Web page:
How to Find a Suitable Professional Mentor

I went through a personal experience that acted as a catalyst for an epiphany. When I got fired from a job, I learned something important about myself and where I was headed with my freelance career. I realized that the most important aspect of that one rather small job was the influence of the company owner. I realized that I wasn’t hurt that the company and I weren’t a perfect match; I was devastated by the stark fact that I needed a mentor and I had almost found one but lost her.

Suddenly, I felt like J.D., the main character in “Scrubs,” chasing Dr. Cox and trying to rip insight and wisdom from someone I respect. The realization that a recognized thought-leader and experienced entrepreneur severed ties with me felt crushing. But, I picked myself back up and thought about five ways to acquire a mentor without having the awkwardness of outright asking.

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1. Remember, a professional mentorship must be mutual.

A professional mentor must agree to engage in a mutual relationship because, as the comedy T.V. series showed us, one simply cannot force someone to tutor us. We have to prove that we are worth the time investment through persistence and dedication to the craft.

2. You have to have common interests with your mentor.

Even if a professional mentor appears at your job or school, realize that unless you and this person have common interests, you won’t find the relationship successful. I’ve been in situations where someone I respected had vastly different ideas about what was important in life or what one should spend his or her free time doing. If these things don’t line up, you may find the relationship won’t be as fruitful, even when the mentor knows a great deal about one industry.

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3. Thought-leaders will respect your passion.

One of the ways you can prove yourself worthy to a professional mentor is through your passion and your dedication. No one wants to spend time grooming and teaching another who will not take advice or put the effort in to improve. When following thought-leaders on Twitter and trying to engage with higher-ups in a work setting, realize that your actions most often speak louder than your words.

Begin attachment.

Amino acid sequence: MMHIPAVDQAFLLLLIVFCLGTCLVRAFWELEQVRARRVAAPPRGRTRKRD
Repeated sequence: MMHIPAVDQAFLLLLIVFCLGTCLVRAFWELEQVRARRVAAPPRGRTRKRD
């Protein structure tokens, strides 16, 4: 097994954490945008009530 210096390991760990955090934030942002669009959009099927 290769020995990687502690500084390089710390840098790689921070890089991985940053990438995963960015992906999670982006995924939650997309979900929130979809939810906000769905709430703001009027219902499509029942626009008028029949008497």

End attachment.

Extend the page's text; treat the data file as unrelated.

4. Before worrying if he respects you, ask if you respect him.

On the other side of the coin, you should seriously reflect on those common interests and make sure you respect your professional mentor. Just because someone holds a title, degree or office does not mean that person is trustworthy or honest. Don’t be swayed by appearances and take the time to find a suitable professional mentor.

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5. Failure is often the best way to learn

I honestly have made more mistakes than I can count. I know I’ve learned a great deal from poorly organized businesses and my own poor choices. The most important quality I’ve developed is an ability to swallow my pride and learn from my mistakes. If life knocks me down nine times, I get back up 10 times. One of the songs Megadeth wrote, “Of Mice and Men,” resonates in my mind when I pull myself up by my bootstraps and try again for a goal I’ve set: “So live your life and live it well. There’s not much left of me to tell. I just got back up each time I fell.” Hopefully, this brief post can act as a professional mentor to you in your quest to find not only a brave leader but also a trusted adviser.

Featured photo credit: morguefile via mrg.bz